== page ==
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CDC: “less than 10 percent” is scarier than 0 percent, so let’s run with that

Back in August 2020, I reviewed scientific research into the question of “asymptomatic transmission” of Covid-19. The concluding section of my review begins under the header “Your risk from a chance encounter is indistinguishable from zero.” Here is a relevant quotation:

There’s nothing scientific about quarantining the healthy or forcing them to wear face masks. … The most reliable science on COVID-19 tells us that the more you’re in close contact with someone infected and symptomatic, and the more severe the case, the higher your risk of contracting it.

On the other hand, your risk from a brief encounter with someone at a grocery store, someone walking from the door to the restaurant table, or someone going past on a public sidewalk is indistinguishable from zero.

The brief was to provide factual information to an already terrified public whose fears were being inflamed by irresponsible politicians and media.

Yesterday, Maggie Haberman of the New York Times did the rare thing and questioned a statistic used by the Centers for Disease Control and Prevention (CDC): “less than 10 percent of documented transmission [of Covid], in many studies, have occurred outdoors.”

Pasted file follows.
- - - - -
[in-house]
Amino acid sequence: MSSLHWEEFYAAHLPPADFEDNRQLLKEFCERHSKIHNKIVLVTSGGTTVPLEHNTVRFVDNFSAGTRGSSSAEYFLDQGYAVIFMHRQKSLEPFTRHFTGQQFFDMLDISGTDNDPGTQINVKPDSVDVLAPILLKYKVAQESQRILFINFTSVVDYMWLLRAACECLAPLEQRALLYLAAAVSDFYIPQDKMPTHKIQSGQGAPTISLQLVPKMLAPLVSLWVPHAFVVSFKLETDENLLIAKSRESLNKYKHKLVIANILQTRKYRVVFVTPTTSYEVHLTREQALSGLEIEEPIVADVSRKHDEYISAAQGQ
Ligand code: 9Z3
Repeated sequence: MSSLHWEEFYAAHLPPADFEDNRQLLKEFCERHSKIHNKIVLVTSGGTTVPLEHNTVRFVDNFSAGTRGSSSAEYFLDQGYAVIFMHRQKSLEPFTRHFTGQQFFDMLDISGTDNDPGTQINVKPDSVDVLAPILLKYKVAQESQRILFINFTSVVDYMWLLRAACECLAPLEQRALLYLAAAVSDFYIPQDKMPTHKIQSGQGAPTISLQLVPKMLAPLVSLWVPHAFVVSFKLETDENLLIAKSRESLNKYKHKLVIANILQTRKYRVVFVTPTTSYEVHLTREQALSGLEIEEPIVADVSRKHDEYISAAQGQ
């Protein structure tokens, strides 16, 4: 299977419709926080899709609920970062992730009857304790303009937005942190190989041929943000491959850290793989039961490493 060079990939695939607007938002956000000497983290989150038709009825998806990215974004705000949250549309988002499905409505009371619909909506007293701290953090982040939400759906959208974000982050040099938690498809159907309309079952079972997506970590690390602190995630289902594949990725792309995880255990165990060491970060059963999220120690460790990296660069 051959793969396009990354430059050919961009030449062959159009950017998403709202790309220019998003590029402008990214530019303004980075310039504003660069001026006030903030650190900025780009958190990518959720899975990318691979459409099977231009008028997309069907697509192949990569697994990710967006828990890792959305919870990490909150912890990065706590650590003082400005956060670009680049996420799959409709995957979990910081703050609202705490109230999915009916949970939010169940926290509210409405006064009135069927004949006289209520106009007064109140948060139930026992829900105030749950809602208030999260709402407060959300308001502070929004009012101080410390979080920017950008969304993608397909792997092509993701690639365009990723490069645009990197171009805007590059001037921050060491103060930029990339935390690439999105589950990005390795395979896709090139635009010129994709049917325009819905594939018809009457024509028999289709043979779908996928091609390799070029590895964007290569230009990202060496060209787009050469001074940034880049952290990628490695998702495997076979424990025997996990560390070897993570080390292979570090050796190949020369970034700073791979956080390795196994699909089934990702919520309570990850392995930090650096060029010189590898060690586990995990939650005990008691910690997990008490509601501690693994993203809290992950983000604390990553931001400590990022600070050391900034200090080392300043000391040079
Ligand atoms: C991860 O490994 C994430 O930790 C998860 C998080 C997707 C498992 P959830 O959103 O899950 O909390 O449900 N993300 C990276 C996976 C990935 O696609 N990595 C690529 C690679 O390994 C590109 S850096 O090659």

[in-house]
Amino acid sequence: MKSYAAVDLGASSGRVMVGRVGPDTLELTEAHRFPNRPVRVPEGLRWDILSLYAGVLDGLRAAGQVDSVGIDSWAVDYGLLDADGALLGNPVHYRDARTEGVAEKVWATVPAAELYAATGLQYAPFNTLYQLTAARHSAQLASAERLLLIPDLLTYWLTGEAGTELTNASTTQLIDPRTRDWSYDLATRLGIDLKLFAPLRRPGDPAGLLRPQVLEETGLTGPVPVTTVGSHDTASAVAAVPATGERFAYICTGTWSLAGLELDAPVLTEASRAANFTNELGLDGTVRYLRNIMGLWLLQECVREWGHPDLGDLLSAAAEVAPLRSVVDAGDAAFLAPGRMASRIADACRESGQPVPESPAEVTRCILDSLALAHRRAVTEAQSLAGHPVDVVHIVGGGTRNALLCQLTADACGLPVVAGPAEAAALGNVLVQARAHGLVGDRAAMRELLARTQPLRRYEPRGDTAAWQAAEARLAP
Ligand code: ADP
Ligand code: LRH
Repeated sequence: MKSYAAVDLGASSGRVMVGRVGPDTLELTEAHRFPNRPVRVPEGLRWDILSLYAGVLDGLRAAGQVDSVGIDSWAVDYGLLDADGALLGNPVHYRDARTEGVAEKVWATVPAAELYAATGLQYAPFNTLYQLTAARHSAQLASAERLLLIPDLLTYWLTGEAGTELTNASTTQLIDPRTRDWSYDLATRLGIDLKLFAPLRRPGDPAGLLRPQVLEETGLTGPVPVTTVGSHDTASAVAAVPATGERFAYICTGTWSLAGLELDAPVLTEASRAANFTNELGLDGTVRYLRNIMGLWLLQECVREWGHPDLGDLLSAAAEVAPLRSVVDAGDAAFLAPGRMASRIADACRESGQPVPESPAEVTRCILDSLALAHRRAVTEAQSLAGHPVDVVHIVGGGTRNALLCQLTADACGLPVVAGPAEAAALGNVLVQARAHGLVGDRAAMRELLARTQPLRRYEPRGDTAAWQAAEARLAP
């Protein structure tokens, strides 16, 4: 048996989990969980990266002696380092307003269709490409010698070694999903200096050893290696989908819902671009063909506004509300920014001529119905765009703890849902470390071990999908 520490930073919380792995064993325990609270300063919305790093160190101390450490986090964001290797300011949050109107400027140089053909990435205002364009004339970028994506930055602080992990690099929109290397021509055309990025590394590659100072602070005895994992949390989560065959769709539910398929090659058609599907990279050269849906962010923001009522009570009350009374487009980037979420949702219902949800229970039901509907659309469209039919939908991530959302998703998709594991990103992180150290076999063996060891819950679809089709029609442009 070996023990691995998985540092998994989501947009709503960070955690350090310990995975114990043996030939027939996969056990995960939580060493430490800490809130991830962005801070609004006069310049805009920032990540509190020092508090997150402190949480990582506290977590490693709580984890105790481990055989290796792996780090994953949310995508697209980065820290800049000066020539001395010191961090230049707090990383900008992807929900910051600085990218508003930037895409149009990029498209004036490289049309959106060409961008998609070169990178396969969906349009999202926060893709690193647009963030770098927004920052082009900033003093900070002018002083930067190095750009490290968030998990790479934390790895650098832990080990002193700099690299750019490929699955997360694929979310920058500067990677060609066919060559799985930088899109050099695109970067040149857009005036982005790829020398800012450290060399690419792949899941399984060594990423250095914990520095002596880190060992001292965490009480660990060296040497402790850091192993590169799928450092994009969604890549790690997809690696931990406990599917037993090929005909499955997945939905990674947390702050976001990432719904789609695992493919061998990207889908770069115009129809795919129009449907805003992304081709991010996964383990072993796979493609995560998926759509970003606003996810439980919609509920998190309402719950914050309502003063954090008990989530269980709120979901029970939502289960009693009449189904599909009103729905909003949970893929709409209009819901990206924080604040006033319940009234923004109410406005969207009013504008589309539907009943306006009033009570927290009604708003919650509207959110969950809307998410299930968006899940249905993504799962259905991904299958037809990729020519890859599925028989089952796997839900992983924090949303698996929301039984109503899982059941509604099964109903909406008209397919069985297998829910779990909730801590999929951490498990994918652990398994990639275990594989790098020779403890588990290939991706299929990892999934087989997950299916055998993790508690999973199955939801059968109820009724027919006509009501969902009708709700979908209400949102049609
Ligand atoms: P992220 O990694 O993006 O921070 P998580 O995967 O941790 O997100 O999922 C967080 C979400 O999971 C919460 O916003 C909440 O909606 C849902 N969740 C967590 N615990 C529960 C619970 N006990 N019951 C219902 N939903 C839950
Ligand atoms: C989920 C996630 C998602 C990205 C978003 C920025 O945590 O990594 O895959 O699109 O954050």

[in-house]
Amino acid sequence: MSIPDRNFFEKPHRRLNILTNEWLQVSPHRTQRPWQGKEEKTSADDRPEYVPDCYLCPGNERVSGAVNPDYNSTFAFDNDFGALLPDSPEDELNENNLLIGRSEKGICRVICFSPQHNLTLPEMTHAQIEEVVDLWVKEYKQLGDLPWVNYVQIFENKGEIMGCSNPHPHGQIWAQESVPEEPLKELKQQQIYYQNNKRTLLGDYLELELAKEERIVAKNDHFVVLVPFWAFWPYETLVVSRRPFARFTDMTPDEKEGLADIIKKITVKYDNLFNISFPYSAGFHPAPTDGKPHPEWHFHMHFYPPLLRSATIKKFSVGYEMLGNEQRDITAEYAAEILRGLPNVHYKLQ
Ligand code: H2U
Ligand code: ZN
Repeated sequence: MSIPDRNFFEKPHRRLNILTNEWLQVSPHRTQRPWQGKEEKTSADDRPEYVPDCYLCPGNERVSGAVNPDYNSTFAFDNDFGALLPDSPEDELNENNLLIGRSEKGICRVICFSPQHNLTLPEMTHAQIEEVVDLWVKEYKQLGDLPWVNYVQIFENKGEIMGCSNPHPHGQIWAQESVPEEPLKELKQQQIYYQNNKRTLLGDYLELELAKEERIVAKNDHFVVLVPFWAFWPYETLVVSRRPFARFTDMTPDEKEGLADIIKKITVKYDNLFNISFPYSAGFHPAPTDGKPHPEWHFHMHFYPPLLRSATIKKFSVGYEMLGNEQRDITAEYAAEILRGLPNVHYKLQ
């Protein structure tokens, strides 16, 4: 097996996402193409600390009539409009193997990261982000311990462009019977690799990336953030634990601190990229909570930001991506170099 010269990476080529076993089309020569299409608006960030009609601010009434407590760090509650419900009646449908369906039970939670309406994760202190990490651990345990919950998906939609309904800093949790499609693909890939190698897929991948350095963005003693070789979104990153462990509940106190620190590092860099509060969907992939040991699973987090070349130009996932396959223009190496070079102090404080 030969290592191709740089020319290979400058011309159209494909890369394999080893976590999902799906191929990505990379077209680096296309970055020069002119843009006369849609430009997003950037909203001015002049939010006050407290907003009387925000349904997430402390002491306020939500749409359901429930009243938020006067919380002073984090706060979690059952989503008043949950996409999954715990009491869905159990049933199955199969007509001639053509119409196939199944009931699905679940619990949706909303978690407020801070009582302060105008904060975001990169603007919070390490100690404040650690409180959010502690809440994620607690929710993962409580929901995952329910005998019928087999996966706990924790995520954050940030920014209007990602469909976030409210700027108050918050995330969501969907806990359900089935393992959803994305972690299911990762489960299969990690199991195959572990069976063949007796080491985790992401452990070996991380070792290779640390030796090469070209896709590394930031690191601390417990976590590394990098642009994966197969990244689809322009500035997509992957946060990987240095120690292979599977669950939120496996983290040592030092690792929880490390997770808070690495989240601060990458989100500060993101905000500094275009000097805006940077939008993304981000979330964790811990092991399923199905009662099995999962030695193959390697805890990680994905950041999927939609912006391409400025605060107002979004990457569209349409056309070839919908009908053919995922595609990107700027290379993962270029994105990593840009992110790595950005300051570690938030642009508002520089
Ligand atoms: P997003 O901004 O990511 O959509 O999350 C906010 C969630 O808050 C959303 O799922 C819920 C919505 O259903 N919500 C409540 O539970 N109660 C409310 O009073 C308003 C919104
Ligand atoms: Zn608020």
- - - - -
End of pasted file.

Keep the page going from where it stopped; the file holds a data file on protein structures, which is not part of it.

How much would that be? Generally, the “less than x percent” formulation implies that the number less than x is close to x. So people hearing that statistic would assume it’s probably over 9 percent.

In the same fashion, you wouldn’t say that UNC “cracked the top 10” if they were ranked No. 1. It would be technically accurate but rather misleading.

But as it turns out, zero percent is also less than 10 percent.

Haberman writes:

That benchmark “seems to be a huge exaggeration,” as Dr. Muge Cevik, a virologist at the University of St. Andrews, said. In truth, the share of transmission that has occurred outdoors seems to be below 1 percent and may be below 0.1 percent, multiple epidemiologists told me. The rare outdoor transmission that has happened almost all seems to have involved crowded places or close conversation.

Saying that less than 10 percent of Covid transmission occurs outdoors is akin to saying that sharks attack fewer than 20,000 swimmers a year. (The actual worldwide number is around 150.) It’s both true and deceiving. …

They continue to treat outdoor transmission as a major risk. The C.D.C. says that unvaccinated people should wear masks in most outdoor settings and vaccinated people should wear them at “large public venues”; summer camps should require children to wear masks virtually “at all times.”

These recommendations would be more grounded in science if anywhere close to 10 percent of Covid transmission were occurring outdoors. But it is not. There is not a single documented Covid infection anywhere in the world from casual outdoor interactions, such as walking past someone on a street or eating at a nearby table.

“Not a single documented case.”

Well, that’s less than 10 percent, sure.

Jon Sanders / Research Editor and Senior Fellow, Regulatory Studies

Jon Sanders studies regulatory policy, a veritable kudzu of invasive government and unintended consequences. As director of regulatory studies at the John Locke Foundation, Jo...